Imaging and machine learning system created to discover tuberculosis drugs
Researchers have developed MorphEUS, a technology to identify new drugs that combat M. tuberculosis by revealing how compounds destroy the bacteria.
A new technology that combines high throughput imaging and machine learning has been developed, which the researchers say could speed up the discovery of drugs to fight tuberculosis (TB).
Conducted at Tufts University, US, the study unveils the new technology named Morphological Evaluation and Understanding of drug Stress (MorphEUS). According to the researchers, MorphEUS provides a rapid, efficient and cost-effective way to determine how specific compounds act to destroy Mycobcterium tuberculosis, the bacterium that causes tuberculosis.
“We urgently need shorter, more effective TB therapies and MorphEUS enables us to screen through drug candidates, see how they actually affect the cell and learn which drugs have unique ways to kill the M. tuberculosis,” said Bree Aldridge, associate professor of molecular biology and microbiology at Tufts University School of Medicine and senior author of the paper.
Aldridge and colleagues applied MorphEUS to 34 currently available antibiotics for which modes of action were already established and three non-commercial compounds. They found that MorphEUS categorised the drugs correctly 94 percent of the time. In the remaining instances, MorphEUS identified previously unknown target pathways.
“We found that conventional morphological profiling approaches did not work with M. tuberculosis, because the bacterium’s inherent response to treatment was extremely variable and changes in morphology were much less obvious than in bacteria like E. coli,” said Trever Smith, co-first author on the paper and a postdoctoral researcher in the Aldridge laboratory.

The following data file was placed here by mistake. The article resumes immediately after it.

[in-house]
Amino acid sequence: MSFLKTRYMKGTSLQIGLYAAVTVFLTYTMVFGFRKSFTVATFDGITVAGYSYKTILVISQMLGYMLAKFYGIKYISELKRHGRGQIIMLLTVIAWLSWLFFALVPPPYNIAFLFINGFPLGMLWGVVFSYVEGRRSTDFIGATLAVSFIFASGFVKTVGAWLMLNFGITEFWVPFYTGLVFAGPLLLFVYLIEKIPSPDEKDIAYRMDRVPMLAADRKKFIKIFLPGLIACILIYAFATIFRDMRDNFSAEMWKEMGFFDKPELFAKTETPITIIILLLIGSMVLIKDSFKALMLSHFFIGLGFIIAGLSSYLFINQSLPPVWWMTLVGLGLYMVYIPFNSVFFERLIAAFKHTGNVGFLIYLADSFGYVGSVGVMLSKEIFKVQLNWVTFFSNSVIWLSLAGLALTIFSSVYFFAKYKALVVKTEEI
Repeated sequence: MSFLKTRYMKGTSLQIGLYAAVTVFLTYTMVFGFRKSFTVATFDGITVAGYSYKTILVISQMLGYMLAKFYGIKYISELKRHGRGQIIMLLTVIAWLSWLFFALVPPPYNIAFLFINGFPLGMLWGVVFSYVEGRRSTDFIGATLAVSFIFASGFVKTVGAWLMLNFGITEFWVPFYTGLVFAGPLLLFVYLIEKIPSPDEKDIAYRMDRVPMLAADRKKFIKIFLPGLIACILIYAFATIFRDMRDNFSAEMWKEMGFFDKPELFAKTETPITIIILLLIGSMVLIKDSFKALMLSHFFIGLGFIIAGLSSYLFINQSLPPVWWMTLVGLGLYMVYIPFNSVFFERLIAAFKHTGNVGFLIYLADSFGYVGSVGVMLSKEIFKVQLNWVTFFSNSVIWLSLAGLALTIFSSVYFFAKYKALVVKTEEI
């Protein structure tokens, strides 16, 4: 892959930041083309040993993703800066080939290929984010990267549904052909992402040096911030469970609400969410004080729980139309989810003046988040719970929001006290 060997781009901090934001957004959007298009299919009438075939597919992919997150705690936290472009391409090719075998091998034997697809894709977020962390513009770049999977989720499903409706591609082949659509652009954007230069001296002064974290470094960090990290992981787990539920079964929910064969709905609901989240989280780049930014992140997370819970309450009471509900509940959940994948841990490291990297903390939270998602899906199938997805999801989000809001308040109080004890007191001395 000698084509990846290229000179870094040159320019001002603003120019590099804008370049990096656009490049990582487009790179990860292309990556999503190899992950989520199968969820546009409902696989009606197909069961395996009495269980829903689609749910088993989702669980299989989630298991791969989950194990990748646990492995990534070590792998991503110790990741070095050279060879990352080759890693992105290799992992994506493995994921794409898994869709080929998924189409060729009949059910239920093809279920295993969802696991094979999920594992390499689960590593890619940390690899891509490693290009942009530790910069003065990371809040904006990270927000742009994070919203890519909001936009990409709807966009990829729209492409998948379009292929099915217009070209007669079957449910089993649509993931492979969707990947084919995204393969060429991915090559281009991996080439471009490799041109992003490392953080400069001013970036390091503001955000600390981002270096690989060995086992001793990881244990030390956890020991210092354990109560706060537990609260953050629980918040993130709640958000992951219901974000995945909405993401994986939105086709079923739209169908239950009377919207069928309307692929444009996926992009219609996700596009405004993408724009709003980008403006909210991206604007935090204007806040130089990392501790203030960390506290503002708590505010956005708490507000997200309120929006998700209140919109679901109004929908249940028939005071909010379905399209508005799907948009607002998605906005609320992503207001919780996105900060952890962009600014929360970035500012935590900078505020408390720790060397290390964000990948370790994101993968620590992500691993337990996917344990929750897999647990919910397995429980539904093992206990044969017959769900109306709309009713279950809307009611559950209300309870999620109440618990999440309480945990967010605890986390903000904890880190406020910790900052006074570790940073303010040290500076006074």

The researchers explained that MorphEUS harnesses this variation by incorporating measurements of heterogeneity itself into morphological profiles and combining this enhanced feature set with machine learning and other complex analytical tools. Network webs and matrices visualise the data analysis. For example, much of the heterogeneity in staining patterns in M. tuberculosis is due to its thick, complex cell wall. There is increased staining and less variation in staining patterns when M. tuberculosis is treated with cell-wall targeting antibiotics compared with other classes of antibiotics.
“With MorphEUS, we used the distribution of staining across a large number of bacilli to learn how each drug acts on M. tuberculosis,” said Aldridge. “Similarly, we looked at staining intensity and the spread of that brightness across thousands of cells to identify more subtle patterns.”
MorphEUS, like all cytological profiling techniques, is data-driven and based on classification among a pool of other profiles. It requires multiple representative profiles from M. tuberculosis treated with compounds known to target the same broad cellular target. As the drug set expands, the accuracy and resolution of MorphEUS will improve, the researchers say.
MorphEUS can also determine if drugs have off-target or secondary effects that are otherwise hard to identify. Such complex mechanisms of drug action can be key in designing multidrug therapies.
“We expect that the success of MorphEUS in profiling drug action in an organism like M. tuberculosis with significant inherent heterogeneity and subtle cytological responsiveness will make it useful in other pathogens and cell types,” said Aldridge.
However, the researchers highlight that MorphEUS is limited in its ability to identify target pathways of compounds with novel mechanisms of action that are unlike the other profiled drugs in the reference set.
The results can be found in Proceedings of the National Academies of Sciences.